Moving Pictures
Apr 01, 2024, 06:29AM


My halcyon year in movies and life.

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2004 was one of the best years of my life.

For the first time in six years, my family was safe. No one moved, no one died, nothing came crashing down. We didn’t travel. Our first full year in Baltimore. We were all still getting used to, and settling with, the city’s dearth of everything compared to Manhattan: the food was worse, the teachers and students were dumber, and the land was so punishingly dull. The movie theaters were a lot worse, too—although I’ve written fondly about the Towson Commons 8 and the Loews White Marsh 16, they were a significant step down from the United Artists Union Square 14, Loews Village 7, Village East, AMC 19th St., and many other Manhattan multiplexes. It didn’t matter, because the same month our parents told us we were moving to Baltimore, I saw that teaser trailer for Kill Bill. November 2002, 11 months away from seeing Volume 1 in the shoebox that was the Rotunda Cinematheque, a theater I miss, one that reminded me of the smaller theaters at the Village East.

But that was 2003—the following year, I saw as many “art films” (i.e. whatever Oscarbait/Miramax stamped adult contemporary drama (Sideways) or political thriller (Syriana) made it through, with thrilling exceptions like Elephant, The Clearing, Napoleon Dynamite, I Heart Huckabees, and House of Sand and Fog) as blockbusters and comedies. Paying close attention to Quentin Tarantino’s every word along with his movies led me to Sergio Leone and blaxploitation. But I didn’t do much digging that year, in part because of the plethora of fantastic new films coming out every week.

There were so many great movies that year: Collateral, Kill Bill: Volume 2, Harold & Kumar Go to White Castle, Eternal Sunshine of the Spotless Mind, Fahrenheit 9/11, Team America: World Police, Man on Fire, Saw, Anchorman: The Legend of Ron Burgundy, Metallica: Some Kind of Monster, Palindromes, In Good Company, Garden State, Along Came Polly, Super Size Me, Million Dollar Baby, Spanglish, Eulogy, Birth, Shaun of the Dead, The Triplets of Belleville, Troy, Hellboy, Before Sunset, Meet the Fockers, White Chicks, A Dirty Shame, The Aviator, The Girl Next Door, The Butterfly Effect, The Village, Spider-Man 2, Coffee and Cigarettes, Spartan.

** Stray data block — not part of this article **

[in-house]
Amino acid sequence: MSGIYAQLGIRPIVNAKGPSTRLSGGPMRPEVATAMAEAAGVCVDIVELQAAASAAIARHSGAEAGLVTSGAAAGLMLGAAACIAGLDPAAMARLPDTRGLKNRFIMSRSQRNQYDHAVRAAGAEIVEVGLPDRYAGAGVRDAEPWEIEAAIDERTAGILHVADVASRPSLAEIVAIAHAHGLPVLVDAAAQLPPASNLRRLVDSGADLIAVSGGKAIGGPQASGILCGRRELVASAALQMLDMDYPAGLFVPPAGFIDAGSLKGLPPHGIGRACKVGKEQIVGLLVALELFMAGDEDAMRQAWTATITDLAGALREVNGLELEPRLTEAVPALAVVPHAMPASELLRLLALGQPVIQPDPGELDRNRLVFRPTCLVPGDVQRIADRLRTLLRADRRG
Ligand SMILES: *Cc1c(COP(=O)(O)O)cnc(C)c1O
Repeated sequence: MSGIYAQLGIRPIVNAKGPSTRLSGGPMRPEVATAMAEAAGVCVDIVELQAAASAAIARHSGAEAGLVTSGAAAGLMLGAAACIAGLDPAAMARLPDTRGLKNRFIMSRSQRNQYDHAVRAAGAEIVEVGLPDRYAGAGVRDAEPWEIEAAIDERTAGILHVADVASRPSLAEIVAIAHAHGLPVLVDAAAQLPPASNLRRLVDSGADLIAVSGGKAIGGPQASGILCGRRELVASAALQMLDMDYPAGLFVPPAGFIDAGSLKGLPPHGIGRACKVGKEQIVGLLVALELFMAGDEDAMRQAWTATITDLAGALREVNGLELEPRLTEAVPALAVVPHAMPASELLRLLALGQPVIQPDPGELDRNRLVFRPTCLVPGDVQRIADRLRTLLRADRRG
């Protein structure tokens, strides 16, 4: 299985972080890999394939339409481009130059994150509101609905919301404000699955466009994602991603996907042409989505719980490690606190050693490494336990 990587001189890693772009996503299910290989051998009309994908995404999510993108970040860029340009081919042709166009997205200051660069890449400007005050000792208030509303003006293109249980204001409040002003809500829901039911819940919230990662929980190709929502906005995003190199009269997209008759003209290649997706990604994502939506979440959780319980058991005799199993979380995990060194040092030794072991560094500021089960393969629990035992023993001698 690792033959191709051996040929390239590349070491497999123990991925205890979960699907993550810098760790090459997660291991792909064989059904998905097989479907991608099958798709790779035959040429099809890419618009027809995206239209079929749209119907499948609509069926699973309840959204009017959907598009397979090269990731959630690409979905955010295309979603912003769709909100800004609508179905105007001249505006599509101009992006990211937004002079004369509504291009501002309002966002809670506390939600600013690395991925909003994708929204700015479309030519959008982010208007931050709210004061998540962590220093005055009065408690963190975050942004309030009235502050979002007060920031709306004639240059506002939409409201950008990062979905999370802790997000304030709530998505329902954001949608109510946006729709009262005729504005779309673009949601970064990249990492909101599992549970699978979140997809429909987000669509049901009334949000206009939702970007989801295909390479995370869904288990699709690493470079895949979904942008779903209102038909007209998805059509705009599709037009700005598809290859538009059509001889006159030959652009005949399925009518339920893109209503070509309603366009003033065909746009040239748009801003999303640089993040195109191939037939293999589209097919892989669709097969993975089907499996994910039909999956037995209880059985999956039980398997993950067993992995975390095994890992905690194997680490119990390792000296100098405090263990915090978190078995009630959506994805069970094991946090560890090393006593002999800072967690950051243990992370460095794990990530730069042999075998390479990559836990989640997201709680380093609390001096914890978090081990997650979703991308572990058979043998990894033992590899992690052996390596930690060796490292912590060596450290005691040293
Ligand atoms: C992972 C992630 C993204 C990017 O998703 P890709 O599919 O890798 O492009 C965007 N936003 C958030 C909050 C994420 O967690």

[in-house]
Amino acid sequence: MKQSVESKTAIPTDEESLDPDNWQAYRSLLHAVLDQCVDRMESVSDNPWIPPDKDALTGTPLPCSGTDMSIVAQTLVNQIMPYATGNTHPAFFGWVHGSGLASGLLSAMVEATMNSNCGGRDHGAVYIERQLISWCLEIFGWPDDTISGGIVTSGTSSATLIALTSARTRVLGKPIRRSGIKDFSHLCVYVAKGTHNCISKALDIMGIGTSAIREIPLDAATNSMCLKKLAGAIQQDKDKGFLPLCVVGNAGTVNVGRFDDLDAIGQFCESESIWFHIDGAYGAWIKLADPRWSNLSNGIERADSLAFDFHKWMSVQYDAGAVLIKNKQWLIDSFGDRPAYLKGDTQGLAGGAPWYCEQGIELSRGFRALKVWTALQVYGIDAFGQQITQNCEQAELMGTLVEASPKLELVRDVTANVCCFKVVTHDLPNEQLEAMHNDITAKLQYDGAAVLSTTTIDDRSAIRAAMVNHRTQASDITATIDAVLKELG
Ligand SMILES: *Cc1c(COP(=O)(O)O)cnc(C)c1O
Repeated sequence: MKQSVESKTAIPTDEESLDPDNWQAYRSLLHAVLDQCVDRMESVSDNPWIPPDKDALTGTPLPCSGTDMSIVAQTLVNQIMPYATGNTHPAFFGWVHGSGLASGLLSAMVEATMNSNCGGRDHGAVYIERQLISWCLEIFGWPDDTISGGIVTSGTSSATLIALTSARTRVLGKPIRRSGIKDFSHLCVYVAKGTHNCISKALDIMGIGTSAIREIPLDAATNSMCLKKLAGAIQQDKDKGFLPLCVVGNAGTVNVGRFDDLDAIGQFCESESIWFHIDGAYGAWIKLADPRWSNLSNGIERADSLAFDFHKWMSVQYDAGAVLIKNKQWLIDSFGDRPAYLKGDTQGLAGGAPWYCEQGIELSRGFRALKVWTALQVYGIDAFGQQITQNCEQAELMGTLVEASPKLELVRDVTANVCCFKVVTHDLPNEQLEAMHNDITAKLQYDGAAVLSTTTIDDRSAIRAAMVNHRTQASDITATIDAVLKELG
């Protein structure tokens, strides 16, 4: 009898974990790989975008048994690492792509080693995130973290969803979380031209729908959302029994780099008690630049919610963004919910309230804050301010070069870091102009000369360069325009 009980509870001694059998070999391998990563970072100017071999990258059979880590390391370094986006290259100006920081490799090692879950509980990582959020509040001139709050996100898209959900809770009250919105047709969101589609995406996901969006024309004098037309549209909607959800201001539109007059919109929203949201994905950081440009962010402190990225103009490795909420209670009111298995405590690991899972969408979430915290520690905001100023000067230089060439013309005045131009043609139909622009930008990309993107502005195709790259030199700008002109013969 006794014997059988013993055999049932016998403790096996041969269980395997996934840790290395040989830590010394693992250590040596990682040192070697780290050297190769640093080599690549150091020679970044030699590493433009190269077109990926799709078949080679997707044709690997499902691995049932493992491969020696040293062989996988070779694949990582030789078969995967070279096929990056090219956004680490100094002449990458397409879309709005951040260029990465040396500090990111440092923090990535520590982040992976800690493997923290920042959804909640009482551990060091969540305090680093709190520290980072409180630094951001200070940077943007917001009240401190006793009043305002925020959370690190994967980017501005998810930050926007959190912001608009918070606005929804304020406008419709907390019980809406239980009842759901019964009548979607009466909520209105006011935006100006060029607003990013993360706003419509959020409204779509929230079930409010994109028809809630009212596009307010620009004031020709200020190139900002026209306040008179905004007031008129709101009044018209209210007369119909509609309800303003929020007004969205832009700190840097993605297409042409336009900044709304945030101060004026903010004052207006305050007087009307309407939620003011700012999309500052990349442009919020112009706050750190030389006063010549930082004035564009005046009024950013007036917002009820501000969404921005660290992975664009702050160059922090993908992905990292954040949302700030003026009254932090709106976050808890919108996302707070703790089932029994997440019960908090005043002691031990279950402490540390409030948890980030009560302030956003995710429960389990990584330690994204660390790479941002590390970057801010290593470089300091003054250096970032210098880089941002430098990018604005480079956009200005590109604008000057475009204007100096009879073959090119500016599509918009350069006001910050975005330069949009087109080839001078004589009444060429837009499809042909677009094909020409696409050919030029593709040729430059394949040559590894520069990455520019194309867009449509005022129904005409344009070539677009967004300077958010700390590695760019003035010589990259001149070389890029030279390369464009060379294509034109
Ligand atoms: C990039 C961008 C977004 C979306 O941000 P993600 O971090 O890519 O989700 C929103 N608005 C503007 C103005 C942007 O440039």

I didn’t love, or “get,” all of these movies when I saw them. A few look a lot worse now. But it felt incredible going to the movies in 2004. Everything was humming, and it wasn’t just the halcyon daydreams of a recent transplant desperate for something to dive into. 2004 was one of the great movie years, like 1939, 1941, 1959, 1960, 1972, 1975, 1999, and most recently, 2019. There wasn’t a two-week stretch without a great, good, or at least interesting new movie. Not “interesting” as in I will never fucking watch that, but thanks for the tip—interesting like The Forgotten, or The Bourne Supremacy, or even Zack Snyder’s remake of Dawn of the Dead. Digital filmmaking was still just an outlier and a proposal pushed by George Lucas and Robert Rodriguez; within three years, major releases like Superbad and Zodiac would be shot with digital cameras, albeit distributed and seen by everyone on 35mm prints. We were all gradually, bit by bit, losing it.

And while there weren’t nearly as many movie theaters in Baltimore as there were in New York, we did have a great video store with two locations nearby called Video Americain, and that’s where I went looking for those blaxploitation movies Tarantino kept talking about. I went blind and ended up with the worst ones: Dolemite and its sequel. I don’t remember watching Foxy Brown around then, and I was shocked to find a weathered DVD of The Big Bird Cage in my parents’ attic last month. That’s one of my favorite exploitation films, but I thought I hadn’t seen it until 2021 or so; maybe it was more like 2004. But there’s no way—how could I not remember?

Why didn’t I keep looking for more movies at Video Americain then? I knew about Coffy, Carrie, Django, Band of Outsiders, and Lady Snowblood when I was 11, but it took me years to come to them. Why? I had no social life in 2004, and it was the last year before I really became obsessed with music, and movies took a backseat in my mind. I didn’t read as much as I should’ve, so what was taking up my time besides sleeping with the TV on?

Video games.

A bad habit carried over from New York, the one thing I should’ve left behind. A couple of years wasted, long after I had played the only games I remember: Super Mario 64, Ocarina of Time, Majora’s Mask, Metal Gear Solid II: Sons of Liberty. As much as I love it, I’d be happy to have never known Katamari Damacy, and stopped playing video games completely sometime around my family’s move to Baltimore in June 2003. One year later, in the summer of 2004, I’d finally learn how movies are actually made at the 5th Wall Young Filmmakers Workshop, and if I hadn’t been zapped by too many hours in front of PlayStation, Xbox, and GameCube games I don’t remember, I might’ve moved more quickly through the canon, and maybe I might’ve worked on more than one or two sets other than my own. It’s the only blemish on that year, and only in retrospect, so looking at the calendar, all I can say is something I’d rather sing: 2004!

—Follow Nicky Otis Smith on Twitter and Instagram: @nickyotissmith


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